The lesson is that the chattering class must translate its concern about stability into forceful, thoughtful, sustained attempts to educate the citizenry about the systemic dangers of demagogues. In 1950, as the world surveyed the wreckage left behind by demagogues like Hitler and Mussolini, a group of social scientists wrote a book titled The Authoritarian Personality. “It seems apparent that any attempt to appraise the chances of a fascist triumph in America must reckon with the potential existing in the character of the people,” they wrote. “[I]t is up to the people to decide whether or not this country goes fascist.” In other words, lawlessness is best defeated by the people themselves.
3. Extreme opportunists usually self-destruct. On Election Day in 1936, Coughlin’s Union Party put up a little-known Republican congressman from North Dakota named William Lemke as its presidential candidate. The candidate imploded, as FDR won with the most lopsided margin in American political history. Yet, Coughlin honestly thought his party could take over the country. When Coughlin heard the results, he sat in his office in Michigan, completely stunned, tears streaming down his cheeks. For him, one expert writes, it was “beyond comprehension.”
The lesson is that while Americans may flirt with demagogues, they marry the constitutional system. So those seeking to turn their opportunism into actual political power should beware their own hubris. Palin, Beck, Limbaugh, even the nativist Lou Dobbs (rumored last year to be looking at a presidential run) may look longingly at actual national power. But they will most likely collapse if they actually seek it and refuse to let go their demagogic ways.
4. Side with the people and show them results. Despite FDR’s incredible electoral successes upon taking office in 1933, Huey Long achieved traction in 1934 and 1935 with economic plans that promised immediate action for an aggrieved, disenfranchised rural majority. After a visit to the U.S., the British novelist H.G. Wells wrote in 1935, “I do not think it is possible to minimize the significance of their voices as an intimation of a widespread discontent and discomfort. . . The actual New Deal has not gone far enough and fast enough for them, and that is what the shouting is about.”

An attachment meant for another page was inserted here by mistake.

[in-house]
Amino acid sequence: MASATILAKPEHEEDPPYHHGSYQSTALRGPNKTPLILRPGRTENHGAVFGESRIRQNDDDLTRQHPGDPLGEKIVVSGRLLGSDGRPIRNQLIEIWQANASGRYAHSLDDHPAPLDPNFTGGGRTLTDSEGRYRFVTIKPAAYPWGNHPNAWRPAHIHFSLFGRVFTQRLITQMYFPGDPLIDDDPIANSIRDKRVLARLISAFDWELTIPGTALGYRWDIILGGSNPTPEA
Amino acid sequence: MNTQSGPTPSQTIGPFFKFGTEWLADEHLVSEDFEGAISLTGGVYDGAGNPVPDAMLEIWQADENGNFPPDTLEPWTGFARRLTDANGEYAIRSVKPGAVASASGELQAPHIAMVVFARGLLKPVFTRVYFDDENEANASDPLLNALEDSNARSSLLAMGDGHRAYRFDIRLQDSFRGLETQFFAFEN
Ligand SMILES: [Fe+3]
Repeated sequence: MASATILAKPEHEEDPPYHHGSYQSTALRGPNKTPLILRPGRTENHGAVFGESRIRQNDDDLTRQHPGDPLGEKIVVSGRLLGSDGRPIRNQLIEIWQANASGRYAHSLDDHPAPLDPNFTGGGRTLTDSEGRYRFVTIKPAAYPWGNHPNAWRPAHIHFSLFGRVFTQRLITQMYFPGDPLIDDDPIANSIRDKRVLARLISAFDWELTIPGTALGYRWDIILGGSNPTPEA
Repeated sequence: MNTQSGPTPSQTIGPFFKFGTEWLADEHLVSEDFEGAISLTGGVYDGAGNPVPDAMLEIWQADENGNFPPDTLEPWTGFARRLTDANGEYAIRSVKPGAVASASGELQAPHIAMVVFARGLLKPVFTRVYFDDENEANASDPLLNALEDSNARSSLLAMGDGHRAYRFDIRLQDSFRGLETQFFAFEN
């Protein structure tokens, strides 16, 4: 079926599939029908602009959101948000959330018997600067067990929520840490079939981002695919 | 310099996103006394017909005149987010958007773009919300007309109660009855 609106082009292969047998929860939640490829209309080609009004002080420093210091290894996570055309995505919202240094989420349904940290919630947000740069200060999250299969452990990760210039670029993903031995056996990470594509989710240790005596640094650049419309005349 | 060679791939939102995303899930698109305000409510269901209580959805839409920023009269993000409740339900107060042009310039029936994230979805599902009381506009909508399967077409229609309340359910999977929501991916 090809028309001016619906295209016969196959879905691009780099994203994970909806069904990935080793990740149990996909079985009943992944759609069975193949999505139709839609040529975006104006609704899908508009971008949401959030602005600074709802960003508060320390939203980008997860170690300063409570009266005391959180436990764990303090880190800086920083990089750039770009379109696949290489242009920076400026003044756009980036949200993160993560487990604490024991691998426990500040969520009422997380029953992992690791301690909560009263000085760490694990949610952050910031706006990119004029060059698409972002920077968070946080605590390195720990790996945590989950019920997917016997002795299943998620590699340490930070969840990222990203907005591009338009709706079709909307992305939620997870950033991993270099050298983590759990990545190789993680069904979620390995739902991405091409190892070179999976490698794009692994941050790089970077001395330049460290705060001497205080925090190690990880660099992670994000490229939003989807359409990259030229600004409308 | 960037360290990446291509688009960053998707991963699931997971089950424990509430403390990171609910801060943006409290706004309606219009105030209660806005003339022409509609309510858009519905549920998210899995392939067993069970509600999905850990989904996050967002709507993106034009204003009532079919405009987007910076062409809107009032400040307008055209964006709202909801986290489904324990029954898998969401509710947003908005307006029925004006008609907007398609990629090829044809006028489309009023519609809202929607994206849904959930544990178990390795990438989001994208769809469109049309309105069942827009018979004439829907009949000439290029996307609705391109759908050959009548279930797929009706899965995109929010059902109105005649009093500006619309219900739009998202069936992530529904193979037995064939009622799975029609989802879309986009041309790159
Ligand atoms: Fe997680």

Long took advantage. In his posthumously published My First Days in the White House, he wrote that his economic plans would “give hope and encouragement to the ambitions and aspirations of 125,000,000 more people rather than to excite the greed of fifty-eight.” Long would have limited individual fortunes to $5 million and yearly incomes to $1 million.
FDR entered 1935 in political torpor. Long’s attacks prompted him to move more quickly and effectively to distribute relief through direct job creation, a progressive taxation system, and the “second New Deal.” “I am fighting Communism, Huey Longism, Coughlinism, Townsendism,” FDR told a friend. “I want to save our system, the capitalistic system; to save it is to give some heed to world thought of today.”
Today’s opportunists are also seizing an opening: broad discontent about the pace and delivery of relief plans, and the perception that programs like the bank bailouts help the elites of “Wall Street” rather than the everyday folks—“Main Street.” Democrats should respond by reassuring angry, unsettled voters that health care and other economic security measures, even if imperfect, are motivated not by an elitist conspiracy to oppress, but a genuine desire to help. They should focus on direct job creation people can see, rather than economic theories they have to believe.
Demagogues have always been a mirror for the people. When democracies turn to lawlessness, it’s because the people abandon constitutionalism for the lowest common denominator. Conversely, when audiences choose the law over vandalism, it’s because the people have decided to protect their country.
The same might be said today. As we digest the recent turmoil, our leaders will need—just as in the 1930s—to educate, work with, and trust the body of the people. Figures like President Obama can emerge stronger than before, leaving melodramatic opportunists like Sarah Palin and Glenn Beck where they belong: in the wake of history.
Mike Signer is a Virginia-based lawyer, an adjunct professor at Virginia Tech, and a Senior Fellow at the Progressive Policy Institute. He is the author of Demagogue: The Fight to Save Democracy from Its Worst Enemies (Palgrave Macmillan 2009). In 2009, he was a candidate for the Democratic nomination for Lieutenant Governor of Virginia.